Santur Girds for Battle

With a 100-Gbit/s transmitter and aims on pluggable modules, Santur tries to fend off the tunable-laser competition

Craig Matsumoto, Editor-in-Chief, Light Reading

September 23, 2008

4 Min Read
Santur Girds for Battle

Santur Corp. might not get that IPO any time soon, but the company is still plugging away at new products as it strives to preserve its lead in tunable lasers.

Coming into this week's European Conference and Exhibition on Optical Communication (ECOC), the company has released a 100-Gbit/s photonic integrated circuit (PIC), using its tunable-laser technology to tap a different market. Santur is also saying it's ready to parry the tunable-laser gains being claimed by Bookham Inc. (Nasdaq: BKHM; London: BHM), which continues to push new tunable modules.

Two years ago, then-CEO Richard Craig was dropping some pretty strong hints about Santur going public, and last year, newer CEO Paul Meissner said an IPO was in the company's plans. (See OFC: Optics & IPOs and Santur Raises $26.5M, Talks IPO.)

This year, sources were expressing doubts that Santur could pull off an IPO -- and that was even before the collapse of Wall Street. Part of the problem was that Santur was starting face stiffer competition in tunables.

Bookham has been particularly aggressive. Starting in 2006, it kicked into gear with tunable lasers, offering, for instance, the TL7000 tunable transmitter assembly (TTA) that integrates a modulator with the laser. (See Bookham Storms OFC and Bookham Launches iTLA.)

In fact, you could say the tunable laser has been the foundation product for the company's re-emergence after the long telecom downturn. "We've had a big push in our tunables in the last two years," says Adrian Meldrum, Bookham's vice president of marketing.

JDSU (Nasdaq: JDSU; Toronto: JDU) has come on strong too. In fact, both companies recently claimed they'd run into capacity problems due to tunable laser demand. (See Doink! JDSU Hits Capacity Ceiling.)

Santur hasn't run into that problem, because it's been able to double capacity in the past year, says Vibha Goel, vice president of marketing.

Capacity alone won't fend off rising competition, though. So, what else does Santur have up its sleeve?

First, it's tapping new directions, like the 100-Gbit/s PIC. Santur based the device on its tunable laser, which consists of 10 lasers side-by-side and a MEMS device that selects one of the 10. (See Santur Demos 100G PIC.)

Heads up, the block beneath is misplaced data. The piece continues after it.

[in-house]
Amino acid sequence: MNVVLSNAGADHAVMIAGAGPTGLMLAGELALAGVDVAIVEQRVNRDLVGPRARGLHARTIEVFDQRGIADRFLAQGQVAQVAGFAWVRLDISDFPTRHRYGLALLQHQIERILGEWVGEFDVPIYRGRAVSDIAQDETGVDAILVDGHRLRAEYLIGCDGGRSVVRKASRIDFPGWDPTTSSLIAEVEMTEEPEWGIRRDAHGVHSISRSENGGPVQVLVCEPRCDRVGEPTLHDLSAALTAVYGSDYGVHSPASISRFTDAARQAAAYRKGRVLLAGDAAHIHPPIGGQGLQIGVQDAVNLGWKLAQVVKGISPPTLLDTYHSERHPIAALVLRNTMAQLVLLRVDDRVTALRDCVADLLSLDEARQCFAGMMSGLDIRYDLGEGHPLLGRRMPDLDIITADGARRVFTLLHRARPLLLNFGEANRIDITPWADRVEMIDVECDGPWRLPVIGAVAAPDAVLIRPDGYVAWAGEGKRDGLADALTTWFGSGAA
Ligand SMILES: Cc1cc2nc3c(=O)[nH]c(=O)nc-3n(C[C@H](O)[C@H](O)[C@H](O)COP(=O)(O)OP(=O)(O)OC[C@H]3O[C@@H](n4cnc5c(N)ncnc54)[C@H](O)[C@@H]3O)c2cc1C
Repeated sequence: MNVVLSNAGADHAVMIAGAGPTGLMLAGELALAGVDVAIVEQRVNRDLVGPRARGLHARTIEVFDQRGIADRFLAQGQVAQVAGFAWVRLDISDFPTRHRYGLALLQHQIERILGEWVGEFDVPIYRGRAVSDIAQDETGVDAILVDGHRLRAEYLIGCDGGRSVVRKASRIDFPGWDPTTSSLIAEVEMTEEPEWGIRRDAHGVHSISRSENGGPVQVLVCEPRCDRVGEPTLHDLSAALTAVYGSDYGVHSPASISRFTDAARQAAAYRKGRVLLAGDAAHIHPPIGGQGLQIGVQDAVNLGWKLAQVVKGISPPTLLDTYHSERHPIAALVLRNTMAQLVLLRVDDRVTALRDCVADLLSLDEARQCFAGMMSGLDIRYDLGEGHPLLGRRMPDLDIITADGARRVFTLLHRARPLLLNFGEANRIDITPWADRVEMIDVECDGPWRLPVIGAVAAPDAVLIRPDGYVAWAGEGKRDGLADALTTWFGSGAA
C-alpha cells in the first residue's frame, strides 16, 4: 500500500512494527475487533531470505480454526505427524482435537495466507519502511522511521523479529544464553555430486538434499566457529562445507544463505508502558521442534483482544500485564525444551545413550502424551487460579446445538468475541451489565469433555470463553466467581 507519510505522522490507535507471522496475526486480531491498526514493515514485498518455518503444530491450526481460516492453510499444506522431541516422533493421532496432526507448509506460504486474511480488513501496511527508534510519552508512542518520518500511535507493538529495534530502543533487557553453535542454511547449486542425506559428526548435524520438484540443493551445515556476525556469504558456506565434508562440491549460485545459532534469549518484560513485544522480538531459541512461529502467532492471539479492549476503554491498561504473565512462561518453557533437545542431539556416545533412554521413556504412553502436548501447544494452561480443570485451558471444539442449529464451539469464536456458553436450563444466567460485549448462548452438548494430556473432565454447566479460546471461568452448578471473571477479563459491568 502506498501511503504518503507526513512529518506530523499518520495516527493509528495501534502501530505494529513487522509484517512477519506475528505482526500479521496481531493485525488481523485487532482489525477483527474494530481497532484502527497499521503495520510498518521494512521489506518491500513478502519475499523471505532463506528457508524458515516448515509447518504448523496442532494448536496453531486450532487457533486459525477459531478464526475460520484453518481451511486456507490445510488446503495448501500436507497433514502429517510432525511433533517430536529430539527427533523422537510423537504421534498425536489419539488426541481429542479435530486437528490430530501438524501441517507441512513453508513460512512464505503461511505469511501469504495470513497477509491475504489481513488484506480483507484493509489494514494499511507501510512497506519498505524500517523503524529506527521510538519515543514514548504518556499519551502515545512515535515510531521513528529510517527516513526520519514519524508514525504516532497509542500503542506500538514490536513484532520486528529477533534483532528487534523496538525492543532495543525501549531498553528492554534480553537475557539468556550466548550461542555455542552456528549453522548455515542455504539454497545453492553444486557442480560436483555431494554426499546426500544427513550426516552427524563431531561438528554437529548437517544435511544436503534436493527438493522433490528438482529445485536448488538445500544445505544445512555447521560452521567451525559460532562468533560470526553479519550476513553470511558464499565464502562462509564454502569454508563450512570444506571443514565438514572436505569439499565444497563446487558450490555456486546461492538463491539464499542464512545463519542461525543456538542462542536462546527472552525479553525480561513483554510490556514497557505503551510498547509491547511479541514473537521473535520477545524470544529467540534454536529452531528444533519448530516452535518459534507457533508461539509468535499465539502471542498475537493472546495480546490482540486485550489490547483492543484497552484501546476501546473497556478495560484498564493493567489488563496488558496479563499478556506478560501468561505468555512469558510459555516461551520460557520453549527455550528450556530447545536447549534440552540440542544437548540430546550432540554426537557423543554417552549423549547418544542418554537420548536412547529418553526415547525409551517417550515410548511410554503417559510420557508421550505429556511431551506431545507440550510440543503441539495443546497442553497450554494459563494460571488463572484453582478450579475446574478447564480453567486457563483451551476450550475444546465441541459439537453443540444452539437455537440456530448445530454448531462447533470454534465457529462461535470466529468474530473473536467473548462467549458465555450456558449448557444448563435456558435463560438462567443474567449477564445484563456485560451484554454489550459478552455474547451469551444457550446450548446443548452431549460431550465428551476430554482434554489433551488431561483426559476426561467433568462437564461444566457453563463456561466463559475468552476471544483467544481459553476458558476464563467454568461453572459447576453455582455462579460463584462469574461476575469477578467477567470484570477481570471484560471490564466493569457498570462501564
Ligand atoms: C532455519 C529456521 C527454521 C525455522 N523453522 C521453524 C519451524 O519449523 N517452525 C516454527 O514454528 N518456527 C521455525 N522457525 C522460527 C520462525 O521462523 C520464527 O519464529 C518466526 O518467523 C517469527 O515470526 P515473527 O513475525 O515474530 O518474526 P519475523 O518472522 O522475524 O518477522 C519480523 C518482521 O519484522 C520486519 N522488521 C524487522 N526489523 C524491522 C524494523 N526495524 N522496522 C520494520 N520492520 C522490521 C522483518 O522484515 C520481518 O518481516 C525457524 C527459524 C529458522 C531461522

For the 100-Gbit/s PIC, Santur replaces the MEMS part with a passive multiplexer. In a sense, you've got the same row of 10 uncooled 10-Gbit/s lasers, but with "everything happening at once," Goel says.

It's possible that telecom will embrace a 100-Gbit/s standard that uses four lanes of 25 Gbit/s apiece, but adjusting to that standard is "not a big deal for us," Goel says. "We have customers who are not telecom anyway, so we will start selling this model."

Santur is already shipping sample quantities of the device for revenue.

But in addition to new devices, Santur will have to keep up with competitors in tunable lasers. Bookham, for instance has gotten its devices into pluggable transceiver modules, a step Santur hadn't yet announced.

Bookham started with a Ciena Corp. (NYSE: CIEN) pluggable in a proprietary format. Now, at ECOC this week, the company is showing off a tunable module in the standard XFP-E format. (See Ciena Tunes In Bookham and Bookham Demos at ECOC.)

XFP-E is a little bit bigger than the XFP standard but allows for performance on par with 300-pin transponders, Meldrum says. What's important is that XFP-E is a standard format, so it can be sold to a variety of customers, unlike the Ciena module.

Bookham expects to ship sample quantities of the XFP-E modules in the fourth quarter; early versions are already in customers' hands.

Santur says it's not far off the pace.

"We actually have a device that's got good performance. We should be ready with our devices in an XFP-E by the October/November timeframe," Goel says. Unlike Bookham, Santur doesn't sell transceiver modules; Goel is referring to a customer whose modules will use Santur lasers.

"We definitely see a market for XFP-E, and we definitely have the parts. We think we are on the same timeframe as Bookham, or maybe a couple of weeks apart," Goel says.

— Craig Matsumoto, West Coast Editor, Light Reading

About the Author(s)

Craig Matsumoto

Editor-in-Chief, Light Reading

Yes, THAT Craig Matsumoto – who used to be at Light Reading from 2002 until 2013 and then went away and did other stuff and now HE'S BACK! As Editor-in-Chief. Go Craig!!

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